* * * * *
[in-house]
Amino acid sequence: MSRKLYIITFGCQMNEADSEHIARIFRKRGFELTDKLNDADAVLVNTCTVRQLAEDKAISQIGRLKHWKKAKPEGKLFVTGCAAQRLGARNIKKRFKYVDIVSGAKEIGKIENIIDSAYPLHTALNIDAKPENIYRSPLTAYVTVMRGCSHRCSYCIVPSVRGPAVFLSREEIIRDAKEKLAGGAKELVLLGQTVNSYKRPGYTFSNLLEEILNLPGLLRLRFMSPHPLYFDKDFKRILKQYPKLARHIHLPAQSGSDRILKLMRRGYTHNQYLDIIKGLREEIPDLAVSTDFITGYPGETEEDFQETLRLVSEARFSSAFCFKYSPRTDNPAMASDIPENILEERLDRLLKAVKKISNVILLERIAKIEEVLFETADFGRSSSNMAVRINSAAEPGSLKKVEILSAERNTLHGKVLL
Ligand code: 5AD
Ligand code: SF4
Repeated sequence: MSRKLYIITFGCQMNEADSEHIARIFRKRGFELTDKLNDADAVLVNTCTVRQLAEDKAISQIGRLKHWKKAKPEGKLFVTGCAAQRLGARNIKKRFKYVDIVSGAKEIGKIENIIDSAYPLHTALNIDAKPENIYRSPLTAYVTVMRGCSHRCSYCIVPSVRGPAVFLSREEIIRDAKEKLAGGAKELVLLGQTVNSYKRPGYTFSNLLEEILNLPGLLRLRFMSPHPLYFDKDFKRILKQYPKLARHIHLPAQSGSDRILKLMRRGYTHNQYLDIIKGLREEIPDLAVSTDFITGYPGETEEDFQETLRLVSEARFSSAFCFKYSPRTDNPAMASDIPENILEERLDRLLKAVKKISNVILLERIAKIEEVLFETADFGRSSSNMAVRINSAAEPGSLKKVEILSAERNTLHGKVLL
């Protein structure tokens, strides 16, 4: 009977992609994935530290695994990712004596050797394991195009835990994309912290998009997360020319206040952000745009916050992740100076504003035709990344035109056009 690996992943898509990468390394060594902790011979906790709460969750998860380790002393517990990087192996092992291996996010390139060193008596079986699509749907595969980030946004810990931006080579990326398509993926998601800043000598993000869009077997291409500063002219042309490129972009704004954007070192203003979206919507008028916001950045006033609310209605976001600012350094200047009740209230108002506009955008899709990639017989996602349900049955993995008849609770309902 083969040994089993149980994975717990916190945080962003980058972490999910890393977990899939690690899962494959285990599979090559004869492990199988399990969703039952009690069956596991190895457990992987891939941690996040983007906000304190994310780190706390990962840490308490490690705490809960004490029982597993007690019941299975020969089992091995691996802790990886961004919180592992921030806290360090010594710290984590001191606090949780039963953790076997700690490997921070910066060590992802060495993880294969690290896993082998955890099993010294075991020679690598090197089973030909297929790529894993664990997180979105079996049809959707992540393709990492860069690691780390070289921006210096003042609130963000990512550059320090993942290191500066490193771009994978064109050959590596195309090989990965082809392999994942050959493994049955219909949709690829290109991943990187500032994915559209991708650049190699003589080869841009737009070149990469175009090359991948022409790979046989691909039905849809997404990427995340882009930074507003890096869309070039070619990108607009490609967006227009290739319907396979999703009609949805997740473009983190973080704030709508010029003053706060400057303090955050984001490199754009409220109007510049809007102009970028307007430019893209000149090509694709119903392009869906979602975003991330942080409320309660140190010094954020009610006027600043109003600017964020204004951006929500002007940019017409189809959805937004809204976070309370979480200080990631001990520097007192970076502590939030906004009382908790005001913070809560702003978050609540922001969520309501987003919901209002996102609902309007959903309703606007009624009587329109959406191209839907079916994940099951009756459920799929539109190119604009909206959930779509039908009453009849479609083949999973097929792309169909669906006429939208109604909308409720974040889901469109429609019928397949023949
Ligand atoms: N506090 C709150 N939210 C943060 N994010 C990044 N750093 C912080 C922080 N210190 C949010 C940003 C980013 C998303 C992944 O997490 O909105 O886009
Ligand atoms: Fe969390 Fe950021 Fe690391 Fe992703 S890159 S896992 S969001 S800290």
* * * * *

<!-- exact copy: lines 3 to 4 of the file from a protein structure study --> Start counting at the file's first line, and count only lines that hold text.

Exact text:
Ligand code: 5AD
Ligand code: SF4